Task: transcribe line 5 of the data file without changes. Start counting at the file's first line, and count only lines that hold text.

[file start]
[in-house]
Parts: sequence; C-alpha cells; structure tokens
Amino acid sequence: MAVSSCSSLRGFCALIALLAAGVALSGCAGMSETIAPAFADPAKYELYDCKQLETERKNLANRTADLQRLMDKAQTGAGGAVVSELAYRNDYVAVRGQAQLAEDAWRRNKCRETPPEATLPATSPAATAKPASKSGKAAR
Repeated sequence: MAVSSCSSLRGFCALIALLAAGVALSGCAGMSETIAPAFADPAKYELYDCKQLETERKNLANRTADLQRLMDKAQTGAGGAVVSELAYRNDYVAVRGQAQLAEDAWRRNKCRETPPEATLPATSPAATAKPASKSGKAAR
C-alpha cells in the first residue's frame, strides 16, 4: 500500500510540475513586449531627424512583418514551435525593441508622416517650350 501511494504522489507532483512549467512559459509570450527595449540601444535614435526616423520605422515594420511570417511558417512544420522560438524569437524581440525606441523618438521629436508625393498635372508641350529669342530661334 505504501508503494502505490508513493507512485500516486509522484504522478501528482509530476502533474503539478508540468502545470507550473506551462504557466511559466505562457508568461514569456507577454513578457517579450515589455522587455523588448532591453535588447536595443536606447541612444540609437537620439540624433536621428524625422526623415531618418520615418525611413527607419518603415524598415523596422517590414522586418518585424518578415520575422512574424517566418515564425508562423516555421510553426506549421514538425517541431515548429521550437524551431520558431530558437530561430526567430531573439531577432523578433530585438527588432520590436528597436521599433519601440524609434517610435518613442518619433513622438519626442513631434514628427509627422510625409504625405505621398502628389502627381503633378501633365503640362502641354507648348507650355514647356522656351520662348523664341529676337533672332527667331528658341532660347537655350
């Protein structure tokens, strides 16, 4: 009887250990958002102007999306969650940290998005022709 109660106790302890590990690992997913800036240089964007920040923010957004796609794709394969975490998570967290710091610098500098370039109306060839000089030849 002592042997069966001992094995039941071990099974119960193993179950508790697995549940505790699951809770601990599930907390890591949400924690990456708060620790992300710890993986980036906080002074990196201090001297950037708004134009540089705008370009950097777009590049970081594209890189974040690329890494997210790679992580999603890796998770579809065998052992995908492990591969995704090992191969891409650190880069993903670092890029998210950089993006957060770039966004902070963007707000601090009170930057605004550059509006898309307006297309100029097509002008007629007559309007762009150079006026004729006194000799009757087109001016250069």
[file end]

C-alpha cells in the first residue's frame, strides 16, 4: 500500500510540475513586449531627424512583418514551435525593441508622416517650350 501511494504522489507532483512549467512559459509570450527595449540601444535614435526616423520605422515594420511570417511558417512544420522560438524569437524581440525606441523618438521629436508625393498635372508641350529669342530661334 505504501508503494502505490508513493507512485500516486509522484504522478501528482509530476502533474503539478508540468502545470507550473506551462504557466511559466505562457508568461514569456507577454513578457517579450515589455522587455523588448532591453535588447536595443536606447541612444540609437537620439540624433536621428524625422526623415531618418520615418525611413527607419518603415524598415523596422517590414522586418518585424518578415520575422512574424517566418515564425508562423516555421510553426506549421514538425517541431515548429521550437524551431520558431530558437530561430526567430531573439531577432523578433530585438527588432520590436528597436521599433519601440524609434517610435518613442518619433513622438519626442513631434514628427509627422510625409504625405505621398502628389502627381503633378501633365503640362502641354507648348507650355514647356522656351520662348523664341529676337533672332527667331528658341532660347537655350